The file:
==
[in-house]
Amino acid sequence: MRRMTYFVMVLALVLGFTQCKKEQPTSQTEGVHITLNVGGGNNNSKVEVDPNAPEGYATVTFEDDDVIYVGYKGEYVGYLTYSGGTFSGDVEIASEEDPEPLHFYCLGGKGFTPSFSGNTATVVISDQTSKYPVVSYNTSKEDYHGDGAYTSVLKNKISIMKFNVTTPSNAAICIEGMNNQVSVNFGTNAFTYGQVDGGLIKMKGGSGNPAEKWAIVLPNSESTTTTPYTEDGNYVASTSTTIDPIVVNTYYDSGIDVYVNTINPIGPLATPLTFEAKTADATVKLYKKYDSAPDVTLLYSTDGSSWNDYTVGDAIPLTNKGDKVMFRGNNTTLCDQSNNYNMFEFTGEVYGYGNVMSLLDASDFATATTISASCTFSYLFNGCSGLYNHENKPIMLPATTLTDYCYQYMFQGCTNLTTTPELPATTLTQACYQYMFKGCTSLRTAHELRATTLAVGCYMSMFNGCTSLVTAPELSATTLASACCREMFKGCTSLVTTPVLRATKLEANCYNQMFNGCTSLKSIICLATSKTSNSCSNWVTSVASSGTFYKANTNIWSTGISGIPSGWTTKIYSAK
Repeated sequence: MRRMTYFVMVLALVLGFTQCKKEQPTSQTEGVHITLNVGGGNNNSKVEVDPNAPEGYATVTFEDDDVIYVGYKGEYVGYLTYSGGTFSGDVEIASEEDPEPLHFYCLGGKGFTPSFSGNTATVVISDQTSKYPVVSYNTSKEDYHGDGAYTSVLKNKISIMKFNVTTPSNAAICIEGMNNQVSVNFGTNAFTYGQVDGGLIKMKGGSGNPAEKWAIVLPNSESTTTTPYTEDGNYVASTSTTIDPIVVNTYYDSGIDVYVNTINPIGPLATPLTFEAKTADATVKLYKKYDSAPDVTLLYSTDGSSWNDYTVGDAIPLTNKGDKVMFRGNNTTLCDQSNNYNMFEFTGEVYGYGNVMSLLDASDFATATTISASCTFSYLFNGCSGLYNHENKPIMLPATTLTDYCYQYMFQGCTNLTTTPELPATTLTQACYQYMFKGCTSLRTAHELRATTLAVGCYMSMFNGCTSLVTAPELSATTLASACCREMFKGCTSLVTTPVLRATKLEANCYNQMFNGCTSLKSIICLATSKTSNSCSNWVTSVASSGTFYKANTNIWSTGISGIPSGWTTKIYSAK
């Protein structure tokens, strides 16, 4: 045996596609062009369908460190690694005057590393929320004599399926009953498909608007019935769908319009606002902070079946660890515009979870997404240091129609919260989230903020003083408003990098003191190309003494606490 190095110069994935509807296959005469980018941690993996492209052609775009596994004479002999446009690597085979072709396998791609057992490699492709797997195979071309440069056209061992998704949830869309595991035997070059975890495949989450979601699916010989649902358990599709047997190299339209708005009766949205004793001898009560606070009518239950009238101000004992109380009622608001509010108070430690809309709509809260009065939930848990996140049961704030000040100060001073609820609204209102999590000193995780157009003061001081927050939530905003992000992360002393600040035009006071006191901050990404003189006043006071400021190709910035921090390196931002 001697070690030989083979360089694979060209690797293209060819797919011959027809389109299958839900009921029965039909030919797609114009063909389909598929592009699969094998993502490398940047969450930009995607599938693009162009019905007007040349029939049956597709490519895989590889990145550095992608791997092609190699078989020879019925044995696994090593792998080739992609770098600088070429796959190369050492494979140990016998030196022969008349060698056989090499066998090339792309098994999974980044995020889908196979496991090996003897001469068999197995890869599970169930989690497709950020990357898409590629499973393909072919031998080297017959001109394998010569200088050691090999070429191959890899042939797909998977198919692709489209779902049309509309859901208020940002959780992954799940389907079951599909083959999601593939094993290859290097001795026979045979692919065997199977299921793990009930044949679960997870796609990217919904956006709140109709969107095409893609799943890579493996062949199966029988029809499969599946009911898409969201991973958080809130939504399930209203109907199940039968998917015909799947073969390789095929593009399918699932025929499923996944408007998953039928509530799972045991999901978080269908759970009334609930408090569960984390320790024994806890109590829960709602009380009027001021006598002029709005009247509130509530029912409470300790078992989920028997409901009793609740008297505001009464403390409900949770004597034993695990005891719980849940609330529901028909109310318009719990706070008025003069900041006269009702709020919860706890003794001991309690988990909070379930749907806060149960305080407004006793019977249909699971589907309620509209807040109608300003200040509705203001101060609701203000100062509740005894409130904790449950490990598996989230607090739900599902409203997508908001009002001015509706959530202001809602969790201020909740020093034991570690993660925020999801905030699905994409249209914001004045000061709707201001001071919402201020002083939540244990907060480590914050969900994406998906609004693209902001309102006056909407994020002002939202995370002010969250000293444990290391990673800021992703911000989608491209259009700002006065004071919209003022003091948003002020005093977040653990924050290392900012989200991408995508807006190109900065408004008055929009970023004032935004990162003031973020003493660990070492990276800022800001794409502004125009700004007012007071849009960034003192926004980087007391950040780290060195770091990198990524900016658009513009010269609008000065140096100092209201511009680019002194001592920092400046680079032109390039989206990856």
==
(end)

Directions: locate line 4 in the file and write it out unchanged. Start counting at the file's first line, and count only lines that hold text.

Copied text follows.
């Protein structure tokens, strides 16, 4: 045996596609062009369908460190690694005057590393929320004599399926009953498909608007019935769908319009606002902070079946660890515009979870997404240091129609919260989230903020003083408003990098003191190309003494606490 190095110069994935509807296959005469980018941690993996492209052609775009596994004479002999446009690597085979072709396998791609057992490699492709797997195979071309440069056209061992998704949830869309595991035997070059975890495949989450979601699916010989649902358990599709047997190299339209708005009766949205004793001898009560606070009518239950009238101000004992109380009622608001509010108070430690809309709509809260009065939930848990996140049961704030000040100060001073609820609204209102999590000193995780157009003061001081927050939530905003992000992360002393600040035009006071006191901050990404003189006043006071400021190709910035921090390196931002 001697070690030989083979360089694979060209690797293209060819797919011959027809389109299958839900009921029965039909030919797609114009063909389909598929592009699969094998993502490398940047969450930009995607599938693009162009019905007007040349029939049956597709490519895989590889990145550095992608791997092609190699078989020879019925044995696994090593792998080739992609770098600088070429796959190369050492494979140990016998030196022969008349060698056989090499066998090339792309098994999974980044995020889908196979496991090996003897001469068999197995890869599970169930989690497709950020990357898409590629499973393909072919031998080297017959001109394998010569200088050691090999070429191959890899042939797909998977198919692709489209779902049309509309859901208020940002959780992954799940389907079951599909083959999601593939094993290859290097001795026979045979692919065997199977299921793990009930044949679960997870796609990217919904956006709140109709969107095409893609799943890579493996062949199966029988029809499969599946009911898409969201991973958080809130939504399930209203109907199940039968998917015909799947073969390789095929593009399918699932025929499923996944408007998953039928509530799972045991999901978080269908759970009334609930408090569960984390320790024994806890109590829960709602009380009027001021006598002029709005009247509130509530029912409470300790078992989920028997409901009793609740008297505001009464403390409900949770004597034993695990005891719980849940609330529901028909109310318009719990706070008025003069900041006269009702709020919860706890003794001991309690988990909070379930749907806060149960305080407004006793019977249909699971589907309620509209807040109608300003200040509705203001101060609701203000100062509740005894409130904790449950490990598996989230607090739900599902409203997508908001009002001015509706959530202001809602969790201020909740020093034991570690993660925020999801905030699905994409249209914001004045000061709707201001001071919402201020002083939540244990907060480590914050969900994406998906609004693209902001309102006056909407994020002002939202995370002010969250000293444990290391990673800021992703911000989608491209259009700002006065004071919209003022003091948003002020005093977040653990924050290392900012989200991408995508807006190109900065408004008055929009970023004032935004990162003031973020003493660990070492990276800022800001794409502004125009700004007012007071849009960034003192926004980087007391950040780290060195770091990198990524900016658009513009010269609008000065140096100092209201511009680019002194001592920092400046680079032109390039989206990856």